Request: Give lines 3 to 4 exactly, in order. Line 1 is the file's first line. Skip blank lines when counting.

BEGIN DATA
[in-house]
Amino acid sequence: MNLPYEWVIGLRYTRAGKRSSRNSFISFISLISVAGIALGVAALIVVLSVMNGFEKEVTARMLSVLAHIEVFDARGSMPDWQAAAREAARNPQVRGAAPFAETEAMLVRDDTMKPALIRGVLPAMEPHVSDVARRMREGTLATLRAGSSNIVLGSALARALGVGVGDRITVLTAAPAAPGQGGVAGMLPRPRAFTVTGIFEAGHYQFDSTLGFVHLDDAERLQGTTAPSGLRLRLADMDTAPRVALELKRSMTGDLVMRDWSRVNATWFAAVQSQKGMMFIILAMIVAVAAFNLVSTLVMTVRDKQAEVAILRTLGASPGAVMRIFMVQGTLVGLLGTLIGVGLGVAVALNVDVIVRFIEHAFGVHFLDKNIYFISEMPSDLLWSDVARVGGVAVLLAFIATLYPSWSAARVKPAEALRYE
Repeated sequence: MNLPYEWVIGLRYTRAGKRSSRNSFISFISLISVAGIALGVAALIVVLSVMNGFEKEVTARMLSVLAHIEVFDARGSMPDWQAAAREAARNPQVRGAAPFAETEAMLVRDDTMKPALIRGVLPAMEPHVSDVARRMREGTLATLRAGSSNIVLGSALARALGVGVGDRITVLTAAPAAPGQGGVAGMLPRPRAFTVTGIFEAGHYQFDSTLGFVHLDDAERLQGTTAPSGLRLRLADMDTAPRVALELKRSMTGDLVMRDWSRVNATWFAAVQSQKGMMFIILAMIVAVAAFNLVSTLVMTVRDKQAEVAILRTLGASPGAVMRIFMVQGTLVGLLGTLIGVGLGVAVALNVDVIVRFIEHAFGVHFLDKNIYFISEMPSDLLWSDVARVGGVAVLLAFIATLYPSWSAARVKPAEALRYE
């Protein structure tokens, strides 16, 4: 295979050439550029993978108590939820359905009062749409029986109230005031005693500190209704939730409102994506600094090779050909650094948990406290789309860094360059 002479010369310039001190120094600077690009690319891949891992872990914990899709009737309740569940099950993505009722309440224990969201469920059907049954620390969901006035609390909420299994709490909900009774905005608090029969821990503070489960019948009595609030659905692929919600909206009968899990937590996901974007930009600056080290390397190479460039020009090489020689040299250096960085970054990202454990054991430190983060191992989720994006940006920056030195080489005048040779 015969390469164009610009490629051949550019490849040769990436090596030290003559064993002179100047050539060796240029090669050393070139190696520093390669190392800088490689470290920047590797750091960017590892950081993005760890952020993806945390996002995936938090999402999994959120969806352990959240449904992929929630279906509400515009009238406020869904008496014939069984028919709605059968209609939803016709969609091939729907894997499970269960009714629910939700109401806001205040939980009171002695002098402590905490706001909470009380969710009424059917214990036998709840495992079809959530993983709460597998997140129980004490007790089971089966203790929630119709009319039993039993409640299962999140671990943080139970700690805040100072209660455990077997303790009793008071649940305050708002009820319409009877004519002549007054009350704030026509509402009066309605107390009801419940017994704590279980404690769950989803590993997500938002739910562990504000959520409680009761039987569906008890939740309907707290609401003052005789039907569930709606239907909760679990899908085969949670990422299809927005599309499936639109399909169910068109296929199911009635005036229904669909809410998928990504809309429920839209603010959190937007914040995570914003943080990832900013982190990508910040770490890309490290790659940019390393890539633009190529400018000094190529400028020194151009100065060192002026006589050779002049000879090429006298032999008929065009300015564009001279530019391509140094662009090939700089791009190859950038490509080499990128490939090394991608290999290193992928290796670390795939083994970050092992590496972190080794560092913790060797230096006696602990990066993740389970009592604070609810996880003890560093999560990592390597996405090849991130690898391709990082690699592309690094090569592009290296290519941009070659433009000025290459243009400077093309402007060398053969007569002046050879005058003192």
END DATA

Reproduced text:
Repeated sequence: MNLPYEWVIGLRYTRAGKRSSRNSFISFISLISVAGIALGVAALIVVLSVMNGFEKEVTARMLSVLAHIEVFDARGSMPDWQAAAREAARNPQVRGAAPFAETEAMLVRDDTMKPALIRGVLPAMEPHVSDVARRMREGTLATLRAGSSNIVLGSALARALGVGVGDRITVLTAAPAAPGQGGVAGMLPRPRAFTVTGIFEAGHYQFDSTLGFVHLDDAERLQGTTAPSGLRLRLADMDTAPRVALELKRSMTGDLVMRDWSRVNATWFAAVQSQKGMMFIILAMIVAVAAFNLVSTLVMTVRDKQAEVAILRTLGASPGAVMRIFMVQGTLVGLLGTLIGVGLGVAVALNVDVIVRFIEHAFGVHFLDKNIYFISEMPSDLLWSDVARVGGVAVLLAFIATLYPSWSAARVKPAEALRYE
């Protein structure tokens, strides 16, 4: 295979050439550029993978108590939820359905009062749409029986109230005031005693500190209704939730409102994506600094090779050909650094948990406290789309860094360059 002479010369310039001190120094600077690009690319891949891992872990914990899709009737309740569940099950993505009722309440224990969201469920059907049954620390969901006035609390909420299994709490909900009774905005608090029969821990503070489960019948009595609030659905692929919600909206009968899990937590996901974007930009600056080290390397190479460039020009090489020689040299250096960085970054990202454990054991430190983060191992989720994006940006920056030195080489005048040779 015969390469164009610009490629051949550019490849040769990436090596030290003559064993002179100047050539060796240029090669050393070139190696520093390669190392800088490689470290920047590797750091960017590892950081993005760890952020993806945390996002995936938090999402999994959120969806352990959240449904992929929630279906509400515009009238406020869904008496014939069984028919709605059968209609939803016709969609091939729907894997499970269960009714629910939700109401806001205040939980009171002695002098402590905490706001909470009380969710009424059917214990036998709840495992079809959530993983709460597998997140129980004490007790089971089966203790929630119709009319039993039993409640299962999140671990943080139970700690805040100072209660455990077997303790009793008071649940305050708002009820319409009877004519002549007054009350704030026509509402009066309605107390009801419940017994704590279980404690769950989803590993997500938002739910562990504000959520409680009761039987569906008890939740309907707290609401003052005789039907569930709606239907909760679990899908085969949670990422299809927005599309499936639109399909169910068109296929199911009635005036229904669909809410998928990504809309429920839209603010959190937007914040995570914003943080990832900013982190990508910040770490890309490290790659940019390393890539633009190529400018000094190529400028020194151009100065060192002026006589050779002049000879090429006298032999008929065009300015564009001279530019391509140094662009090939700089791009190859950038490509080499990128490939090394991608290999290193992928290796670390795939083994970050092992590496972190080794560092913790060797230096006696602990990066993740389970009592604070609810996880003890560093999560990592390597996405090849991130690898391709990082690699592309690094090569592009290296290519941009070659433009000025290459243009400077093309402007060398053969007569002046050879005058003192």